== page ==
Through faith [you] are shielded by God’s power… In this you greatly rejoice, though now for a little while you may have had to suffer grief in all kinds of trials. (1 Peter 1.5-6)
My comprehension of the theory of relativity wouldn’t fill a thimble. There is, however, one component I find especially intriguing. Commonly known as “time dilation,” the theory posits that time passes more slowly for moving objects than stationary ones. Because variants in earthbound speed are relatively minimal, the difference is imperceptible. Yet it checks out mathematically and can be applied to bodies traveling through the universe, where travel speeds vary widely. Time dilation’s most powerful implication for us, I think, comes by improving awareness of the differences between our time and God’s time. As we all know, they are not the same.
We remain in flux. God remains at rest. He covers all time and space. We move through them. Time for Him is eternal, meaning the past, present, and future is simultaneous and impossible to gauge in a linear fashion. Our time is finite, creating perceptions it’s a measurable thing we can fractionalize in years, months, days, hours, minutes, and seconds. Ticking our way through life encourages us to evaluate our progress by how far we move in how much time. We hail those who advance swiftly as prodigies and lament those who mature slowly as “challenged.” Yet for the quickest to the slowest of us, time crawls in comparison to God’s time. Psalm 90.4 astutely reflects the time dilation theory: “For a thousand years in your sight are like a day that has just gone by, or like a watch in the night.” From where God sits, time flies. From where we are, it creeps. And time disparities between Him and us are most exasperating when we’re trudging through trials, waiting impatiently for His intervention.
First-century Christians were obsessed with time. They discussed it constantly, and were we to overhear their conversations, we’d think them slightly mad. As witnesses to Christ’s ascension (or converts taught by its witnesses), they based their lives on His soon return. It’s odd to imagine they didn’t know they were founding a faith that would endure for centuries. But they didn’t. They believed Christianity would last no longer a generation or two. Expedience informed everything they did. Then, as believers died away, they no doubt wrestled with disillusionment. Why was it taking so long for Christ’s promised return?
As the Church’s first leader, Peter is endowed with a profound grasp of time. In his second epistle, he directly quotes Psalm 90.4, reminding his readers to hew their expectations to God’s timing, not their perceptions. “The Lord is not slow in keeping his promise, as some understand slowness,” he writes. (2 Peter 3.9) He stresses perceived delays indicate God gives us proper time to be reconciled to Him: “He is patient with you, not wanting anyone to perish, but everyone to come to repentance.” Peter tells us time dilation has a purpose. The longer it seems God waits, the longer we have to learn how to follow His ways. Delays become reasons to rejoice—once we realize the time discrepancy is on our end. Because we’re moving, it feels as though God falls behind on His promises when, in fact, He answers and works in real time.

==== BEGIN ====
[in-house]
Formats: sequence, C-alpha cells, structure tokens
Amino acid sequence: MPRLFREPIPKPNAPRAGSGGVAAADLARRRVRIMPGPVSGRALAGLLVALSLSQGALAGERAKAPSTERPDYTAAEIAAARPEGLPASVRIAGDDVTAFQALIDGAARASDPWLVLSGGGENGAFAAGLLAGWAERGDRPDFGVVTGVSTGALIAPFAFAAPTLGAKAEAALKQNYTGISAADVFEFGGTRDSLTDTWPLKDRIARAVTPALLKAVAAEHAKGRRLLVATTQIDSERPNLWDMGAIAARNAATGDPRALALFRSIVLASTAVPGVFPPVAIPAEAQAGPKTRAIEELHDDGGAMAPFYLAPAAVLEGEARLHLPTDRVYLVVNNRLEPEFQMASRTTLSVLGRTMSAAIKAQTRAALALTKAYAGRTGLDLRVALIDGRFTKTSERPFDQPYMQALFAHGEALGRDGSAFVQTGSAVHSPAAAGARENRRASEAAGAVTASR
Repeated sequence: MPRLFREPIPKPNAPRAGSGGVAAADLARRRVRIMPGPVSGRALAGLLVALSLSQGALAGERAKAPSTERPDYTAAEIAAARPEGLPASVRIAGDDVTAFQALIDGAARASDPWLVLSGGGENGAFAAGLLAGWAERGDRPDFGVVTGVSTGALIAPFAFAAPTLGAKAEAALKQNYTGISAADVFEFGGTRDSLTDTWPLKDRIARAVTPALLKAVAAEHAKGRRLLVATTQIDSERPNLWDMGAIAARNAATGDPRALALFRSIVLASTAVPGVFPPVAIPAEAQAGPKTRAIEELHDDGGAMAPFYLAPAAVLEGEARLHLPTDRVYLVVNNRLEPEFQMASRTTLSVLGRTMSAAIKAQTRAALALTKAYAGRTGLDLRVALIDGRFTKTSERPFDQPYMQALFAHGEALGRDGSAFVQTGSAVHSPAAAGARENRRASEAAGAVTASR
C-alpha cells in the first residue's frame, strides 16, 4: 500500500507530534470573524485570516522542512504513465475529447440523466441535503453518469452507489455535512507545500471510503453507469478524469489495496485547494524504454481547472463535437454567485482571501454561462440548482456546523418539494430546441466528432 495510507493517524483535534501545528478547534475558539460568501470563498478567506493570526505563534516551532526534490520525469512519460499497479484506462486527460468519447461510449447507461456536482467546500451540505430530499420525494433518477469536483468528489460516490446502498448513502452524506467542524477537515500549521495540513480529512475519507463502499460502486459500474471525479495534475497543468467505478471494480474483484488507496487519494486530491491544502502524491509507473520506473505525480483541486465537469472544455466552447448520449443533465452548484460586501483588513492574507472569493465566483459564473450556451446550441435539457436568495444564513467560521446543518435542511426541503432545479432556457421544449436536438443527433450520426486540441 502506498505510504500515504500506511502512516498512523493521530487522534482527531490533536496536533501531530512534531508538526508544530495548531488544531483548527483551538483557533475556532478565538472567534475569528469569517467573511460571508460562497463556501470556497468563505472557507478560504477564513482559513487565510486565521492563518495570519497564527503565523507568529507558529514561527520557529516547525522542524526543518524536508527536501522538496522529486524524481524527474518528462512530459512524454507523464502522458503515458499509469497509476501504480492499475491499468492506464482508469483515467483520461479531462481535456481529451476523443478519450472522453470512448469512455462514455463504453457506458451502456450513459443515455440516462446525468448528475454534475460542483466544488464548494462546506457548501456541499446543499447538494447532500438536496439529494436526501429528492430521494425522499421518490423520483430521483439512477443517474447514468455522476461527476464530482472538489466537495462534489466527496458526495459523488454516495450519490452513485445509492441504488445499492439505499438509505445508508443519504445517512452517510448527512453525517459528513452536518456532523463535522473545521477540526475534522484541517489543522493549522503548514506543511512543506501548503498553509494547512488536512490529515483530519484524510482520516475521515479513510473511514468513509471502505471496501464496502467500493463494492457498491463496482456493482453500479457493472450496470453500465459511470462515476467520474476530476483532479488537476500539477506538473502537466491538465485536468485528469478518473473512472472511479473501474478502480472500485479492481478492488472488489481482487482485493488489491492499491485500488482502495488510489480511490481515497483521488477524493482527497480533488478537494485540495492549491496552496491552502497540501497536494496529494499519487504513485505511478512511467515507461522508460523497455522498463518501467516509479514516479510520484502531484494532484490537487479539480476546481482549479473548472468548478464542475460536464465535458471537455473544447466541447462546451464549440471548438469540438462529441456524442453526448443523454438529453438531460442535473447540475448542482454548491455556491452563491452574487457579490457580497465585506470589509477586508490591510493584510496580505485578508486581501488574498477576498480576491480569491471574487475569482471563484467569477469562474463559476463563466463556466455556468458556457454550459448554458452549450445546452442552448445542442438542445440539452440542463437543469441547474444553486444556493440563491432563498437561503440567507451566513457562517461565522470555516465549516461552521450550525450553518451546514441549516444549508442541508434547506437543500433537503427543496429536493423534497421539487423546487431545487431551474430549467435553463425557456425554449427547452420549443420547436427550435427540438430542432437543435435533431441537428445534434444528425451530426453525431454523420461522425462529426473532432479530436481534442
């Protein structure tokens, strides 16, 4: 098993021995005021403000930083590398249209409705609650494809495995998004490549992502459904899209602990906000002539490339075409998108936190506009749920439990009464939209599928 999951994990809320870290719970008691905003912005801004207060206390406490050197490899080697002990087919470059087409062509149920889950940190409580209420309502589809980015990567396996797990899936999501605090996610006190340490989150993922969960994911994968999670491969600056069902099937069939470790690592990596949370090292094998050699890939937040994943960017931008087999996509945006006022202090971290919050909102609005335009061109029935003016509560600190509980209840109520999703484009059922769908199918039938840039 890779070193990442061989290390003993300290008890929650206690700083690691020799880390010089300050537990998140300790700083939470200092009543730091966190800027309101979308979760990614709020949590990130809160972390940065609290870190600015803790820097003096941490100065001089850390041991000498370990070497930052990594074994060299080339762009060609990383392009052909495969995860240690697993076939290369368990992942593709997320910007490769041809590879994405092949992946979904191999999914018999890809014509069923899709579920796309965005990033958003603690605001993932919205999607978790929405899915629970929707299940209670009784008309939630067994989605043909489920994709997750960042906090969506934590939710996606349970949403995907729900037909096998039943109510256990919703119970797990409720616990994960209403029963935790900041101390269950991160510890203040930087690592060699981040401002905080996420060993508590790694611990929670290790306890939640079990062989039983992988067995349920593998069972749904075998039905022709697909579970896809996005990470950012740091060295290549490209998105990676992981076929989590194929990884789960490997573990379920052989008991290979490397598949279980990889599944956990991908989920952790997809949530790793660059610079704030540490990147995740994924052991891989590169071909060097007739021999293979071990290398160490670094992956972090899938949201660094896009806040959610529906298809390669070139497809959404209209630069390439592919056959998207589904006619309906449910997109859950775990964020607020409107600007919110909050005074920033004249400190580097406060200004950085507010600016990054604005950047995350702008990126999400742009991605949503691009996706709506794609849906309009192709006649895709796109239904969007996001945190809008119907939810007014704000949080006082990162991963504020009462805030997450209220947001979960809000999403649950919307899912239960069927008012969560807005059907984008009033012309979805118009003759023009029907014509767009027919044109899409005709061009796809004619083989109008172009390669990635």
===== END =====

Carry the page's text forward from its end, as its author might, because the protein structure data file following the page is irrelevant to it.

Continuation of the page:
Accepting time discrepancies between God and us won’t necessarily offset our frustrations, though. As sentient creatures, perceptions are reality. How do we deal with that? Peter tells us to shift our attention from the clock to what happens during the wait. “Through faith [you] are shielded by God’s power until the coming of the salvation that is ready to be revealed in the last time,” he writes. (1 Peter 1.5) While passing through life’s troubles, we sharpen our sense of God’s protection. He grants us traveling mercies to ensure we’ll survive our trials and tests. It’s not about the light at the end of the tunnel, but Who’s with us in the tunnel. “Even though I walk through the valley of the shadow of death, I will fear no evil, for you are with me,” Psalm 23.4 exclaims. We know this verse by heart. But do we truly take it to heart? We should.
Being confident we’re shielded by God’s power lifts anxiety about how quickly He’ll fix our situation. Since He’s already going through it with us, we have nothing to fear. As a great pastor I knew taught, God’s presence in us makes us invincible. Paul explains this in 2 Corinthians 4.7-9: “But we have this treasure in jars of clay to show that this all-surpassing power is from God and not from us. We are hard pressed on every side, but not crushed; perplexed, but not in despair; persecuted, but not abandoned; struck down, but not destroyed.” Faith in our invincibility adjusts our sense of time. We may feel weary, confused, attacked, and down for the count, but however long our trials last, we will never be overpowered, distressed, forsaken, or defeated. “In this you greatly rejoice,” Peter writes, “though now for a little while you may have had to suffer grief in all kinds of trials. These have come so that your faith—of greater worth than gold, which perishes even though refined by fire—may be proved genuine and may result in praise.” (v6-7) For a little while, Peter says. How long is that? By our clocks, “a little while” could last a lifetime. But when we trust God’s protection, we learn to live in His real time. How long “a little while” takes is secondary at best. Having Him with us—in us—all the while is what counts.
Moving through life’s trials causes us to perceive time as slower than it is. God’s time is accurate and real. Rather than grow impatient with Him, we rejoice that He protects and keeps us all the while.